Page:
Author Topic: Q for the 3D design folks  (Read 1879 times)

0 Members and 1 Guest are viewing this topic.

kalbert

  • Crew
  • *
  • Posts: 459
  • Respect: 0
Q for the 3D design folks
« on: February 06, 2014, 10:40:40 PM »
0
I've reached the limit of what Sketchup can do for me. It worked great for drawing some buildings from full size plans and was ok for doing the air filter project. Now I'm wanting to try and tackle a GP10 number boards/wind shield to graft onto a high nose cab and have reached a snag. Sketchup doesn't do tiny things very well, it's for big things. I cannot get the minimum segment length small enough to do fine round details, like headlight holes and radiused windows and number board openings. Looking for something that can do that, and of course, looking for something that can do that near free. I've tried AutoCad 123D, seems like it maybe will do that but it is pretty simple and I'm spoiled by some of the more advanced features of Sketchup. Maybe I just need to spend more time with it. What are other people using?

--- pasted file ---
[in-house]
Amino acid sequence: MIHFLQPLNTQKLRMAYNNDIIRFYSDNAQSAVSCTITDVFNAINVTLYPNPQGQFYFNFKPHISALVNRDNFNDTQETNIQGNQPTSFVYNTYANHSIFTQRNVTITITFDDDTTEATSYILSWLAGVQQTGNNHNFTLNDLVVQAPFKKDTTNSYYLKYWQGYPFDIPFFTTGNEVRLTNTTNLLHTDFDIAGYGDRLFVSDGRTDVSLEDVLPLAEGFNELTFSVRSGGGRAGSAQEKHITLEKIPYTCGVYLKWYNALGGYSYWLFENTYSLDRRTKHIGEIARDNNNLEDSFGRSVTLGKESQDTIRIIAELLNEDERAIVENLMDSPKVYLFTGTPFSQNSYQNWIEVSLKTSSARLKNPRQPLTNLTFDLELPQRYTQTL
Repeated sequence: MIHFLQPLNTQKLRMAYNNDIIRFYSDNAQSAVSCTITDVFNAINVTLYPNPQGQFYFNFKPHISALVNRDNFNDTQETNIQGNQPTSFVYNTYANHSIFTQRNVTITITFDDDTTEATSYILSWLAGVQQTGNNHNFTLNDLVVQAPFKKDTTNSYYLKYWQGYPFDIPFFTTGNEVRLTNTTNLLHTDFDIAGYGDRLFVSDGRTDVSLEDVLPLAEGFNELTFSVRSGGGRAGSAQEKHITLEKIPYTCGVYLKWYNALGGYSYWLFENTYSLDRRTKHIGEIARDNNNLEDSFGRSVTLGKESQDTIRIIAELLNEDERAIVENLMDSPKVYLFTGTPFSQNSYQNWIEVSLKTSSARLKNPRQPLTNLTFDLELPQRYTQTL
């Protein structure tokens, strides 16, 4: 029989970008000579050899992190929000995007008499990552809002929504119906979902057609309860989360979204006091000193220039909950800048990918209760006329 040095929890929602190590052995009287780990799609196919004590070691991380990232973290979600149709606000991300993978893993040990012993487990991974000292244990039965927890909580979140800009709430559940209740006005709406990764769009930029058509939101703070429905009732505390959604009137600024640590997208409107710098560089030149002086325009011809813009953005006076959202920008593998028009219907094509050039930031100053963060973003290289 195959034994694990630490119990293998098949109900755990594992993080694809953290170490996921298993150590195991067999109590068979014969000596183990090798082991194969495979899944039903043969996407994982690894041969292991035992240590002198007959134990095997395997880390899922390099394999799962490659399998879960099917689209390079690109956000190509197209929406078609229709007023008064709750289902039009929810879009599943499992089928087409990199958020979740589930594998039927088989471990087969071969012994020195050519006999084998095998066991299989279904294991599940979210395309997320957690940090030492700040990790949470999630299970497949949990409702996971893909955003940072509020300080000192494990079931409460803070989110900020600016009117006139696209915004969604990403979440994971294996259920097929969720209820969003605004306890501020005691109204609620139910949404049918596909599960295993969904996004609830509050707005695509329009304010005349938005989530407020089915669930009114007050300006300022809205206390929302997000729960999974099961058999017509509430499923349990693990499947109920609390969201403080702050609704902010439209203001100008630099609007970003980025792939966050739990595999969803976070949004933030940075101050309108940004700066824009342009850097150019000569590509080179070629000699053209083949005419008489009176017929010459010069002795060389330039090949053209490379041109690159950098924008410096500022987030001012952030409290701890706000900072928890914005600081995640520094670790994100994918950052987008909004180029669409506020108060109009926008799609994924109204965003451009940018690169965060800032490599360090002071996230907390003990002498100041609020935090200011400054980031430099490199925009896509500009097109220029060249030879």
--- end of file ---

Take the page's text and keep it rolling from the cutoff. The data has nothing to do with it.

cnw mike

  • Crew
  • *
  • Posts: 73
  • Respect: 0
Re: Q for the 3D design folks
« Reply #1 on: February 06, 2014, 10:46:12 PM »
0
Solidworks is the best. I have to use Pro-E (Creo) at work and I much prefer Solidworks.

cnw mike

  • Crew
  • *
  • Posts: 73
  • Respect: 0
Re: Q for the 3D design folks
« Reply #2 on: February 06, 2014, 10:47:25 PM »
0
IMO of course...

I've about given up on shapeways though. It seems if you aren't designing gaudy jewelry or iPhone cases they aren't interested.

Shipsure

  • Crew
  • *
  • Posts: 1487
  • Gender: Male
  • Respect: +609
Re: Q for the 3D design folks
« Reply #3 on: February 06, 2014, 11:29:49 PM »
0